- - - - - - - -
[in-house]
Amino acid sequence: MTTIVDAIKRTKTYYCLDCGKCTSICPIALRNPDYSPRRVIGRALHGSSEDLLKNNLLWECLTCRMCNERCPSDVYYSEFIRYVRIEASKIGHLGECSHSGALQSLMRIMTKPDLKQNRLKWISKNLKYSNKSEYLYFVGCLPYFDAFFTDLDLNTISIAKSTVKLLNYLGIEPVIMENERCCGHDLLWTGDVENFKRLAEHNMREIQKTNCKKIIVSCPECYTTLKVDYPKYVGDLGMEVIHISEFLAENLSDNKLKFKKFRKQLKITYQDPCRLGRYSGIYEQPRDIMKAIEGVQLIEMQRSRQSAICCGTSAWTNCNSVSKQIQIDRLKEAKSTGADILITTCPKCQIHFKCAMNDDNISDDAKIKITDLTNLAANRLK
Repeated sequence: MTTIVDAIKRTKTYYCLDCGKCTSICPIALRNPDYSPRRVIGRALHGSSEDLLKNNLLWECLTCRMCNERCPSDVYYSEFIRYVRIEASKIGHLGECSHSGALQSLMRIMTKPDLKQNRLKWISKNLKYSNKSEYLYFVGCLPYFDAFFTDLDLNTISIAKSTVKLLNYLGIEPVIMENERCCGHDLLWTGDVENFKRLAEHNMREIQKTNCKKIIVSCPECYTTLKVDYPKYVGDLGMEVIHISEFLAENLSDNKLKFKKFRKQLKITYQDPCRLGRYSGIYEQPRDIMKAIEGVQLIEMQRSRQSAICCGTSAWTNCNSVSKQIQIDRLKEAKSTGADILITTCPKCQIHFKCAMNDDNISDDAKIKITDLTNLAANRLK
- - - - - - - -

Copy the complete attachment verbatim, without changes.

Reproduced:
[in-house]
Amino acid sequence: MTTIVDAIKRTKTYYCLDCGKCTSICPIALRNPDYSPRRVIGRALHGSSEDLLKNNLLWECLTCRMCNERCPSDVYYSEFIRYVRIEASKIGHLGECSHSGALQSLMRIMTKPDLKQNRLKWISKNLKYSNKSEYLYFVGCLPYFDAFFTDLDLNTISIAKSTVKLLNYLGIEPVIMENERCCGHDLLWTGDVENFKRLAEHNMREIQKTNCKKIIVSCPECYTTLKVDYPKYVGDLGMEVIHISEFLAENLSDNKLKFKKFRKQLKITYQDPCRLGRYSGIYEQPRDIMKAIEGVQLIEMQRSRQSAICCGTSAWTNCNSVSKQIQIDRLKEAKSTGADILITTCPKCQIHFKCAMNDDNISDDAKIKITDLTNLAANRLK
Repeated sequence: MTTIVDAIKRTKTYYCLDCGKCTSICPIALRNPDYSPRRVIGRALHGSSEDLLKNNLLWECLTCRMCNERCPSDVYYSEFIRYVRIEASKIGHLGECSHSGALQSLMRIMTKPDLKQNRLKWISKNLKYSNKSEYLYFVGCLPYFDAFFTDLDLNTISIAKSTVKLLNYLGIEPVIMENERCCGHDLLWTGDVENFKRLAEHNMREIQKTNCKKIIVSCPECYTTLKVDYPKYVGDLGMEVIHISEFLAENLSDNKLKFKKFRKQLKITYQDPCRLGRYSGIYEQPRDIMKAIEGVQLIEMQRSRQSAICCGTSAWTNCNSVSKQIQIDRLKEAKSTGADILITTCPKCQIHFKCAMNDDNISDDAKIKITDLTNLAANRLK